The study by MSF, as well as the report by the Straits Times, talk about the “transmission of criminality” in dehumanising and essentialist ways. “Criminality” is neither inherited like genes, nor “passed on” like a disease. Absent a nuanced examination of structural and systemic factors that place certain communities in conflict with the law, talking about intergenerational instances of offending can mislead the public into coming to troubling conclusions. The story that MSF and ST are telling around this report suggests that being a child of someone who has been incarcerated predisposes one to lawbreaking. Such a narrative smarts of eugenicist beliefs, which have done incredible harm to Singapore society.
The Pervasive Stigma of Incarceration
While the MSF study’s recommendation for community-based support for children of incarcerated parents is welcome, the MSF report contains multiple dog-whistles. The framing suggests that the public should see certain communities as intrinsically criminal, and as deviant actors to be fixed, rather than as vulnerable groups impacted adversely by incarceration, who are deserving of care and protection. People affected by incarceration are regular people, often marginalised by class and ethnicity. This is evident if we look at the demographics of the prison population in Singapore.
People who have been incarcerated face incredible stigma in our society, and by association, their families do too. The trauma of losing a caregiver, and the social exclusion that children of incarcerated parents might face, can put them in positions that make them vulnerable to being in conflict with the law. Rather than dispel the stigma around incarcerated people and their families, the MSF report intensifies it.
The Perpetuation of Sexism
The report also frames its findings in sexist ways – by suggesting that women who are incarcerated are to blame even more than men for their children’s “criminality”, because they are primary caregivers; and offering regressive explanations for the findings, such as “daughters may be more sensitive and affected by the parents’ criminal behaviour than sons”. These explanations are feeble and fall back on gender stereotypes to make sense of the data, rather than attempting to understand, within the lived experiences of these children, the reasons for their conflicts with the law. Perhaps, for example, gendered expectations lead to girls having to take on larger caregiving roles within the family when parents are incarcerated, thereby creating additional stressors that contribute to offending.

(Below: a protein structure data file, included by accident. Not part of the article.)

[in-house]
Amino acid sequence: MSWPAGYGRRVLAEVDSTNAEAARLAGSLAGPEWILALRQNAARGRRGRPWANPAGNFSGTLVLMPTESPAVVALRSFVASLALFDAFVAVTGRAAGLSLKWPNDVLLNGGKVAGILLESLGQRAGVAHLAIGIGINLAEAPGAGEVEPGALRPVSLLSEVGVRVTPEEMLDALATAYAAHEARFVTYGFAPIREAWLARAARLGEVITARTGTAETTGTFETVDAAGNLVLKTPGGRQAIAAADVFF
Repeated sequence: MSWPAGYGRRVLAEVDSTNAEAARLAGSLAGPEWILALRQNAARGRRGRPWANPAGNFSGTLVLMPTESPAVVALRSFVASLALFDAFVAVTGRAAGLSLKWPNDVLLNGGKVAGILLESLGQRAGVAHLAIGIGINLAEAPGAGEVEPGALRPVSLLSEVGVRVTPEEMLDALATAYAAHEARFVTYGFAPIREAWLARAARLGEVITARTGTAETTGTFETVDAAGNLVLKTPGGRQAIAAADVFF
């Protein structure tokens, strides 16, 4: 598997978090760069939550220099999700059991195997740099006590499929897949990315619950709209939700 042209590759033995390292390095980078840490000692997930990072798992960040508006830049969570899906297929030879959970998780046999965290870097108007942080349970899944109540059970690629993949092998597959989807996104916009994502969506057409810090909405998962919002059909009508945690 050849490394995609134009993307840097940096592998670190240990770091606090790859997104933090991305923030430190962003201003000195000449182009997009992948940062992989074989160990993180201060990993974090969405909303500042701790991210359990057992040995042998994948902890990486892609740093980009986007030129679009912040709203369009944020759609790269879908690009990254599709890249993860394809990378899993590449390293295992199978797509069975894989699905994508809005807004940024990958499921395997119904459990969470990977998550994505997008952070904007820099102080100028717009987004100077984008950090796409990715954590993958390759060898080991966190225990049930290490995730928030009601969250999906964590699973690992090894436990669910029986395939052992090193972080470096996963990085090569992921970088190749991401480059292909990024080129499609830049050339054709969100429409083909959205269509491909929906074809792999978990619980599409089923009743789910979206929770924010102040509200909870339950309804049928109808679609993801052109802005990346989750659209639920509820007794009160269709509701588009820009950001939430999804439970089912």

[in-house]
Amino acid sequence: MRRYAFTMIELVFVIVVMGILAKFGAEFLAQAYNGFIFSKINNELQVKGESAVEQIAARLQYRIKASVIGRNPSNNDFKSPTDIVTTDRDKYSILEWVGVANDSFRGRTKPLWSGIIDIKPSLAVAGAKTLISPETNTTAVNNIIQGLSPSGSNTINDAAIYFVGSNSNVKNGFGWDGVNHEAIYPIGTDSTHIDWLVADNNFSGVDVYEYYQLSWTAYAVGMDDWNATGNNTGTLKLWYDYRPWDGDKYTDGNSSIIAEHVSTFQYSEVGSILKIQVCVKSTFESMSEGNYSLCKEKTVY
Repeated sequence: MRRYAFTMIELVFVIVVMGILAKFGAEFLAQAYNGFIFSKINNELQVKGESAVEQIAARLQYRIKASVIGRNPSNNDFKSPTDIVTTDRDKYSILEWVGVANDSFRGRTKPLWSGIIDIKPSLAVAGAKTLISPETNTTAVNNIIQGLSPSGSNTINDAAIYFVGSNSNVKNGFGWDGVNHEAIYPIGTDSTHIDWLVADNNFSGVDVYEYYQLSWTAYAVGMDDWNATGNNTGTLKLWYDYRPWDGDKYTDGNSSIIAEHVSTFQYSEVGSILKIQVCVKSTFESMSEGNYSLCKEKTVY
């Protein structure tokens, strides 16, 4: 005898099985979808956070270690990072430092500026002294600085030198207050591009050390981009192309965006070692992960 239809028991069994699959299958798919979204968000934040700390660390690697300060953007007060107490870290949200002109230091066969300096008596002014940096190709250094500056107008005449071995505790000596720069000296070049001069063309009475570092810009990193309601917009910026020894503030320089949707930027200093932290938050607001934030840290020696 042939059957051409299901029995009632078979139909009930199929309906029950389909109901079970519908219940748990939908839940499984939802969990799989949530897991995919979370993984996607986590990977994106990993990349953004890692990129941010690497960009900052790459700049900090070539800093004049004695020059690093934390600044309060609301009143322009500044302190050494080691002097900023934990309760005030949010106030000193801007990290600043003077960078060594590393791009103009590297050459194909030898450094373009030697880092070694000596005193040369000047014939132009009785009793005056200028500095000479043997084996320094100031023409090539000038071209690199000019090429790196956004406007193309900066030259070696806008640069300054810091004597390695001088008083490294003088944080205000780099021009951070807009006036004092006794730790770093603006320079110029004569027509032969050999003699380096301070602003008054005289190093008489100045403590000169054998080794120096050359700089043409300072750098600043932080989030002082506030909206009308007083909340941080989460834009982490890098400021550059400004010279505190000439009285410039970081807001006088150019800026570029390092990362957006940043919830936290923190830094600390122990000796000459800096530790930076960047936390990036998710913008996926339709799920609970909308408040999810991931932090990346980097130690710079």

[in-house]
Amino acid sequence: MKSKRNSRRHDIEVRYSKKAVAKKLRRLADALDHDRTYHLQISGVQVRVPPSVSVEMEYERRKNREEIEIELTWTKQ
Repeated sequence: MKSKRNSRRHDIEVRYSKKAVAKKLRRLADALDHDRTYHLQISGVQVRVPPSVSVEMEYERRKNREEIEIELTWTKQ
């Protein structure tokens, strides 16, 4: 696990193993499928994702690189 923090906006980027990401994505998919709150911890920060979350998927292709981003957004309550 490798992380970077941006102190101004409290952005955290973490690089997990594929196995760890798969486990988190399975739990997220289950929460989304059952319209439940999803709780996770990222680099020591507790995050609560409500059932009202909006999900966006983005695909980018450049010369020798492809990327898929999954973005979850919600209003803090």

A Reexamination of Criminal Policy
It is disheartening to note that the study calls for a tougher stance on drugs, and a warning against the global trend of liberalising attitudes towards drugs. That a study which acknowledges the intergenerational harm and knock-on effects on children of people convicted of drug-related offences recommends even greater criminalisation of drug users is paradoxical. If anything, keeping more people, including parents, out of prison should be the goal, as the study shows how horribly disruptive to life and caregiving incarceration is. It is not “criminality” that is “transmitted” but criminalisation and marginalisation that is intergenerational, and we should be examining ways to break this cycle of harm caused by such a punitive approach to drugs.
In line with international standards, we believe that Singapore should re-examine its policy around a “tough stance on drugs” and instead work towards decriminalising non-violent drug offences. We should pilot voluntary community-based programmes for drug users, which would go a long way in keeping many of these parents out of prison, thereby reducing the impact on their children too. One way to achieve this is through a public health lens in understanding and tackling drug issues, rather than the non-evidence-based carceral approach to “rehabilitation” we currently adopt.
We also note that the interventions, for formerly incarcerated persons highlighted by the report, are geared towards getting them to participate in the economy and equipping them with parenting skills. Without stronger labour rights however, many will continue to face demoralising and even dehumanising experiences at the workplace. No matter how many parenting skills workshops might have been conducted within the prison setting, an unsupportive social environment, compounded with issues such as low pay or poor working conditions, would produce immense stress and make it highly challenging to put these skills into practice. Caring for the well-being of formerly incarcerated persons needs to include tackling factors such as societal prejudice, for example in the form of anti-discrimination legislation against people with criminal records.